Stanford International Bank

Sir Alan Stanford’s bank collapsed triggering international claims on any assets that were left over. In a complex action between liquidators, the SFO and the American authorities, Andrew Mitchell QC and Christopher Convey acted in restraint proceedings and the multi-party appeal.

The case was reported in the following way:

The centre of main interest of a company, for the purposes of recognition of a foreign main proceeding in cross-border insolvency proceedings, was to be identified by reference to factors which were both objective and ascertainable by third parties, not by applying the head office functions test.

In complex cross-border insolvency proceedings arising from alleged fraud where an application for a restraint order under the Proceeds of Crime Act 2002 was involved with issues arising in related civil litigation, it was important that in the jurisdiction committed to the Crown Court under the 2002 Act suitable judicial expertise was matched to the needs of the cases concerned and that restraint order applications and associated litigation were managed in a co-ordinated manner.

The Court of Appeal so held (1) dismissing the appeal from the order of Lewison J [2009] EWHC 1441 (Ch) made on 3 July 2009 whereby, on recognition applications made (i) by Ralph Steven Janvey, the United States receiver of Stanford International Bank Ltd (“SIB”) and (ii) by Peter Nicholas Wastell and Nigel John Hamilton-Smith, the Antiguan liquidators of SIB, he had granted recognition to the Antiguan liquidators as the foreign main proceeding as defined in art 2(g) of the UNCITRAL Model Law on Cross-Border Insolvency and dismissed the US receiver’s application, on the basis that the liquidators’ proceedings rather than the receiver’s were the foreign main proceedings; and (2) (Arden LJ dissenting) allowing the appeal of the US receiver (pursuant to permission granted on 31 July 2009 by Rix LJ) against the refusal of Judge Kramer QC on 29 July 2009 at the Central Criminal Court to discharge or vary a restraint order which he had made on 7 April 2009 against those named in a letter of request under art 8 of the Proceeds of Crime Act 2002 (External Requests and Orders) Order 2005, setting aside the restraint order on grounds of material misrepresentation and non-disclosure by the Serious Fraud Office (“SFO”) but re-granting a restraint order with effect from 29 July 2009.

The centre of main interest of a company, for the purposes of recognition of a foreign main proceeding in cross-border insolvency proceedings, was to be identified by reference to factors which were both objective and ascertainable by third parties, not by applying the head office functions test.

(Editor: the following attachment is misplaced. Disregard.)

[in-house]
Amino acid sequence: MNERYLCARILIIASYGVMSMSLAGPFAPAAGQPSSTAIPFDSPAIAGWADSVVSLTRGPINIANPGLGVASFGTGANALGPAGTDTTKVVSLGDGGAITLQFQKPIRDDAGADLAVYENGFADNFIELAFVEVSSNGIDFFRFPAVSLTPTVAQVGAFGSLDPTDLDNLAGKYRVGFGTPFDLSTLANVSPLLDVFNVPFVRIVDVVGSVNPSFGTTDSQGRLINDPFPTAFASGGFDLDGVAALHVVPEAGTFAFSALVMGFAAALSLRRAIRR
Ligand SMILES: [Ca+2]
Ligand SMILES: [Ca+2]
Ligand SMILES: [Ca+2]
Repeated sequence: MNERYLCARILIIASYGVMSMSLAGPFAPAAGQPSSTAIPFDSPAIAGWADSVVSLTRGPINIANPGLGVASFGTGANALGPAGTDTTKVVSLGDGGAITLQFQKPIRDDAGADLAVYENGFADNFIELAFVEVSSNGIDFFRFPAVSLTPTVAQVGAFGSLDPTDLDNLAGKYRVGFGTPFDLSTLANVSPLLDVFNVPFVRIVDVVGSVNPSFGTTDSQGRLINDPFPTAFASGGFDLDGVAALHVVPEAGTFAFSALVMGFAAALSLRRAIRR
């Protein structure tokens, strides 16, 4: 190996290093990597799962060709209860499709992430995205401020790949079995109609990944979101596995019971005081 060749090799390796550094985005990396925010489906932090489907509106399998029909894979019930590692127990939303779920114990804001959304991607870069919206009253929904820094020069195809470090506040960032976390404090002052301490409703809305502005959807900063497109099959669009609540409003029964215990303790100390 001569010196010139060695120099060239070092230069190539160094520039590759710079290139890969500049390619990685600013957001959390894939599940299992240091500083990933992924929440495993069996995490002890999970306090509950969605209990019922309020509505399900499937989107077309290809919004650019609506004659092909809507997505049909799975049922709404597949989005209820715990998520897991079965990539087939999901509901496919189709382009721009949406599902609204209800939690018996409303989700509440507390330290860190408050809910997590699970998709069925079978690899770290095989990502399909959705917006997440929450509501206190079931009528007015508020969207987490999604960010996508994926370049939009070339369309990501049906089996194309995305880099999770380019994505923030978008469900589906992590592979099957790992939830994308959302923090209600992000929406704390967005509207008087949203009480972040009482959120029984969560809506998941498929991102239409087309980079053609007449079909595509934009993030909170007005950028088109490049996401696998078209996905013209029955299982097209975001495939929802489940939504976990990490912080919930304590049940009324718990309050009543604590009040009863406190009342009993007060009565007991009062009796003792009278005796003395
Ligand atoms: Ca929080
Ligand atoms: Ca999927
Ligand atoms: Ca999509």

In complex cross-border insolvency proceedings arising from alleged fraud where an application for a restraint order under the Proceeds of Crime Act 2002 was involved with issues arising in related civil litigation, it was important that in the jurisdiction committed to the Crown Court under the 2002 Act suitable judicial expertise was matched to the needs of the cases concerned and that restraint order applications and associated litigation were managed in a co-ordinated manner.

The Court of Appeal so held (1) dismissing the appeal from the order of Lewison J [2009] EWHC 1441 (Ch) made on 3 July 2009 whereby, on recognition applications made (i) by Ralph Steven Janvey, the United States receiver of Stanford International Bank Ltd (“SIB”) and (ii) by Peter Nicholas Wastell and Nigel John Hamilton-Smith, the Antiguan liquidators of SIB, he had granted recognition to the Antiguan liquidators as the foreign main proceeding as defined in art 2(g) of the UNCITRAL Model Law on Cross-Border Insolvency and dismissed the US receiver’s application, on the basis that the liquidators’ proceedings rather than the receiver’s were the foreign main proceedings; and (2) (Arden LJ dissenting) allowing the appeal of the US receiver (pursuant to permission granted on 31 July 2009 by Rix LJ) against the refusal of Judge Kramer QC on 29 July 2009 at the Central Criminal Court to discharge or vary a restraint order which he had made on 7 April 2009 against those named in a letter of request under art 8 of the Proceeds of Crime Act 2002 (External Requests and Orders) Order 2005, setting aside the restraint order on grounds of material misrepresentation and non-disclosure by the Serious Fraud Office (“SFO”) but re-granting a restraint order with effect from 29 July 2009.

Download: Stanford International [2010] EWCA Civ 137.pdf